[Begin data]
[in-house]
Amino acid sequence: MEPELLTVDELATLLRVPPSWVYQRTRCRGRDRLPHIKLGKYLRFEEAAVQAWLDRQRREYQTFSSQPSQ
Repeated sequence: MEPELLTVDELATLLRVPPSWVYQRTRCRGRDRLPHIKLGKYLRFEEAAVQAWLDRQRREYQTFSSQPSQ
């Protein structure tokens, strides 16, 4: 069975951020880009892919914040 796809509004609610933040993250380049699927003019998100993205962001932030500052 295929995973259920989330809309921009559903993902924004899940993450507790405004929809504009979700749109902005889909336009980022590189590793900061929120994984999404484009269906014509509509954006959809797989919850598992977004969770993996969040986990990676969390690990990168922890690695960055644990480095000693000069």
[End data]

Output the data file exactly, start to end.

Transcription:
[in-house]
Amino acid sequence: MEPELLTVDELATLLRVPPSWVYQRTRCRGRDRLPHIKLGKYLRFEEAAVQAWLDRQRREYQTFSSQPSQ
Repeated sequence: MEPELLTVDELATLLRVPPSWVYQRTRCRGRDRLPHIKLGKYLRFEEAAVQAWLDRQRREYQTFSSQPSQ
């Protein structure tokens, strides 16, 4: 069975951020880009892919914040 796809509004609610933040993250380049699927003019998100993205962001932030500052 295929995973259920989330809309921009559903993902924004899940993450507790405004929809504009979700749109902005889909336009980022590189590793900061929120994984999404484009269906014509509509954006959809797989919850598992977004969770993996969040986990990676969390690990990168922890690695960055644990480095000693000069």